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How to think about Ireland’s remarkable growth figures

Never let it be said that we don’t cover good news here, at Gript. Or at least, good news of a fashion:

There tends in Ireland to be two competing, and equally nonsensical, reactions to economic growth figures: On the one hand, you get the kind of smug establishmentarian belly-stroking response, about how all the critics of the state can put those figures in their pipes, and smoke them, because by any reasonable standard Ireland is booming, and countries the world over are likely envious of the Irish economic miracle.

On the other hand, you get the cranky anti-establishmentarian response, about how growth figures are meaningless, and anyway, they only reflect massive profits for the big companies that Ireland cares for more than its own people, who are – they’ll have you know – only staying out of the poor houses by the skin of their last fivers.

The truth, as ever, is somewhere in the middle. On the one hand, it would be foolish to argue that the growth figures are meaningless: Any country, regardless of it’s domestic policy, would prefer a 4.9% growth rate to a minus 4.9% growth rate. Whatever the source of the growth might be, more growth equates to more job opportunities, and more money for the exchequer – which in turn equates to there being more money available to do the things we need to do to help those of our people who are struggling.

Growth is beneficial in another way, too: The more your economy grows, the less burdensome your national debt becomes, and the lower the rates of interest on that debt you will pay. Even if – for the sake of argument – all of Ireland’s economic growth is coming from multinational companies taking advantage of low tax rates, and even if little of it gets felt in your pocket, that growth is still of net benefit to the state, and therefore the citizens of the state.

The Government, therefore, has the right to take a small victory lap on this issue. If you look at Ireland’s economy in pure accountancy terms, then the figures published by the EU yesterday are, it is fair to say, a credit to the bean counters. Dismissing the Government’s record on growth ahead of the next election, and thinking that this doesn’t matter, would be an unwise thing for a voter to do. It’s an important element of the conversation.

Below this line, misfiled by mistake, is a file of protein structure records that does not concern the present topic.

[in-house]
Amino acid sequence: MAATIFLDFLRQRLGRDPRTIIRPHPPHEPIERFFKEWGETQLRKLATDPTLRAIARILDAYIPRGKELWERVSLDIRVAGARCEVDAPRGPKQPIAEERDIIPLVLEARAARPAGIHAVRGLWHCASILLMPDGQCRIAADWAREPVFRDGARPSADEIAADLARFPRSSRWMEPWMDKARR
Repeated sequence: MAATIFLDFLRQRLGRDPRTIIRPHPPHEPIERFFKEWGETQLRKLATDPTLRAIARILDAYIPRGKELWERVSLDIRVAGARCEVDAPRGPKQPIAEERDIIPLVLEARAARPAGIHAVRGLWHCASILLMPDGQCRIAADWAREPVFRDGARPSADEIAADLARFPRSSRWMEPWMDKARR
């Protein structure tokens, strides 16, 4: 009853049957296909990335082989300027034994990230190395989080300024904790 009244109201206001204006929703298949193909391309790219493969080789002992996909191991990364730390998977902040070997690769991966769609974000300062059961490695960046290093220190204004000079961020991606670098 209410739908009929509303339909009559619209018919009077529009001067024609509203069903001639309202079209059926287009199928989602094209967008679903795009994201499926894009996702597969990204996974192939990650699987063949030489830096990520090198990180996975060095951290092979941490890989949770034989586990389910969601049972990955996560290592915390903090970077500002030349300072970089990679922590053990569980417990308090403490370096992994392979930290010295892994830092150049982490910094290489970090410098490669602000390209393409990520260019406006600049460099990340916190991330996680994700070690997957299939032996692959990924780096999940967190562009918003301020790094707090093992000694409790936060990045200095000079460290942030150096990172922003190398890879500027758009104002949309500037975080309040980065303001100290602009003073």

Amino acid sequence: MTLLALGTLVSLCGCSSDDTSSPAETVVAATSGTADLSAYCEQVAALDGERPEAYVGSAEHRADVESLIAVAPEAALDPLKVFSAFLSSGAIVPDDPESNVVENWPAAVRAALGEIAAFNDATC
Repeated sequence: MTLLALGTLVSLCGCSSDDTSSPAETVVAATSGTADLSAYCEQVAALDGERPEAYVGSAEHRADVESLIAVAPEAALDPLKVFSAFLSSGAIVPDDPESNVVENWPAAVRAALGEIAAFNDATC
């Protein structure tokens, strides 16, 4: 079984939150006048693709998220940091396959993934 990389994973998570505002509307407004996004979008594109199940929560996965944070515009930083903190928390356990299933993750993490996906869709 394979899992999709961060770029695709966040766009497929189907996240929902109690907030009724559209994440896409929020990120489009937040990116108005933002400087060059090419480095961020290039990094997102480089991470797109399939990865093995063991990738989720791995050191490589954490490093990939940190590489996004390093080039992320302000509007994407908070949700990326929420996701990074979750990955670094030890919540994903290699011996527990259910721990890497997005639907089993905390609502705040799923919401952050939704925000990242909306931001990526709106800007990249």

And that’s the case for your smug establishmentarian, stroking his belly and calling you an economic illiterate if you are thinking of voting Sinn Fein. Sorry to say, but he has a point, chaps.

On the other hand, it is equally true that while all growth is good, Ireland’s growth is objectively abnormal, and objectively unequal. If that growth were evenly distributed, then each and every income earner would have seen roughly a 4% increase in their available income over the last year. That, clearly, has not happened.

That is because, in Ireland, much of our growth comes from multinational companies laundering (that’s my word, they would use another) their profits through Ireland and paying our relatively low corporate tax rates on them.

The problem with this is twofold: First, it is a highly unstable form of growth. Those of us old enough to remember the days of “we are where we are” and “no, there’s no IMF here, folks” will also remember that desperate phrase “small, open economy”. It was true then, and it remains true now. Ireland is unusually vulnerable to global economic shocks – or even changes in US regulatory or tax policy which encourage our multinational guests to think again about how they route their profits.

What’s more, the growth is of relatively less benefit to the state than “normal” growth because of how it is taxed: Consider for a moment how the state benefits when your income grows: Every extra penny you earn is taxed as income, and therefore the state gets perhaps a 40 or 50% share in that growth, depending on your personal tax rates.

With corporate growth, on the other hand, the state gets just a 15% share of that growth. The rest goes, mostly, to American Shareholders, and the net benefit to Irish people is very low.

Accordingly, the critics have more than a point too: Ireland’s economic strategy clearly delivers benefits to the state, but we simply do not benefit from 4% economic growth in the same way that larger, more coherent economies would. It is true to say that in Ireland, a rising tide lifts some boats.

So those are the things to consider. These figures are nothing to sneer at. But at the same time, don’t let those who wish to do it gaslight you into believing that every criticism of the country and the standard of living is false, just because the headline growth figures are good.

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